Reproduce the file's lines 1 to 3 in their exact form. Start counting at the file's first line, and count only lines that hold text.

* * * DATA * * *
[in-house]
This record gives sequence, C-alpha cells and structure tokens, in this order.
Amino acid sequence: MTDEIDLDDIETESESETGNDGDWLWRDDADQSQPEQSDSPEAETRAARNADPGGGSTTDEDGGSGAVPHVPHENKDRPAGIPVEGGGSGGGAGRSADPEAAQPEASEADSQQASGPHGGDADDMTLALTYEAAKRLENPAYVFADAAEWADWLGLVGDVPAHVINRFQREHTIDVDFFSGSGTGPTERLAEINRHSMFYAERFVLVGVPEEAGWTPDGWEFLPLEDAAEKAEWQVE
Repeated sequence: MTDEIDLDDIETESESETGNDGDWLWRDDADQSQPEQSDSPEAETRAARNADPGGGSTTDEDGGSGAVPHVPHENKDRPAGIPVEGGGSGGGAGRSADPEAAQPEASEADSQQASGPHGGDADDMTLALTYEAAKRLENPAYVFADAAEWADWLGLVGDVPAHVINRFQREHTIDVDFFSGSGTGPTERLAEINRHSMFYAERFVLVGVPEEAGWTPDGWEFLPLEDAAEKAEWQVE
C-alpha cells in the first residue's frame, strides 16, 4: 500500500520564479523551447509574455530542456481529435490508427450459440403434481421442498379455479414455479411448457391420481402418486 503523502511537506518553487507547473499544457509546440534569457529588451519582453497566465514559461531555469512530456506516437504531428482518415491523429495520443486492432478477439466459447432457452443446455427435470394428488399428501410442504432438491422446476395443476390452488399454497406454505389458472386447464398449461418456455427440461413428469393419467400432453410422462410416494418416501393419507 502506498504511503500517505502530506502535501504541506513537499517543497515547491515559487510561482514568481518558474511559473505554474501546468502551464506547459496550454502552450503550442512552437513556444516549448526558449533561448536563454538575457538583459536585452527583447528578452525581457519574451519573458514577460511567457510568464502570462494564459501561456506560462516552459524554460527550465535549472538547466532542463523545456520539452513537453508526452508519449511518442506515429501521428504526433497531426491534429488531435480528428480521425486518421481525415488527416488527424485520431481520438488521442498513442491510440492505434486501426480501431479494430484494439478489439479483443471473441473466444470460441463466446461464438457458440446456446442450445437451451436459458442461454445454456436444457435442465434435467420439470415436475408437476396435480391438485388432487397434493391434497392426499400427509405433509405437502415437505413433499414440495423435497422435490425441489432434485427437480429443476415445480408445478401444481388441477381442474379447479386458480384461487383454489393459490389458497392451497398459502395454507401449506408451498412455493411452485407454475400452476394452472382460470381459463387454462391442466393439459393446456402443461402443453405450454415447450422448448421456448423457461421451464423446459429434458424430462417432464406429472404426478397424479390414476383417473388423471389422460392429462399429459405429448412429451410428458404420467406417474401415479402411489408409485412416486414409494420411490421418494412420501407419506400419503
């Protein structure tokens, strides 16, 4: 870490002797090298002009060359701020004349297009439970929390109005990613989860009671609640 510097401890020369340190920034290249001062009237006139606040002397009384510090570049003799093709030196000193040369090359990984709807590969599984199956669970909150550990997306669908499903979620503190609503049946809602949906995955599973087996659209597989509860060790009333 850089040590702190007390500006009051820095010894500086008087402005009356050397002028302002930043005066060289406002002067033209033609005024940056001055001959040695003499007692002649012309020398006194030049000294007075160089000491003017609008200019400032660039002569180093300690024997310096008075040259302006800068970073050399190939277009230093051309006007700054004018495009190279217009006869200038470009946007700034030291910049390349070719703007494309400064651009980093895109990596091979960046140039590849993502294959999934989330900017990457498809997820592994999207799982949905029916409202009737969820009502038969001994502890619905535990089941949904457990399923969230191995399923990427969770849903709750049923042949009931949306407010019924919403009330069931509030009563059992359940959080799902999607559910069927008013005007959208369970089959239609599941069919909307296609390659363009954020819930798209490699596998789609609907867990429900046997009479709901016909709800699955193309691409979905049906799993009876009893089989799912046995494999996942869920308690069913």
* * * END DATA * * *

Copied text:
[in-house]
This record gives sequence, C-alpha cells and structure tokens, in this order.
Amino acid sequence: MTDEIDLDDIETESESETGNDGDWLWRDDADQSQPEQSDSPEAETRAARNADPGGGSTTDEDGGSGAVPHVPHENKDRPAGIPVEGGGSGGGAGRSADPEAAQPEASEADSQQASGPHGGDADDMTLALTYEAAKRLENPAYVFADAAEWADWLGLVGDVPAHVINRFQREHTIDVDFFSGSGTGPTERLAEINRHSMFYAERFVLVGVPEEAGWTPDGWEFLPLEDAAEKAEWQVE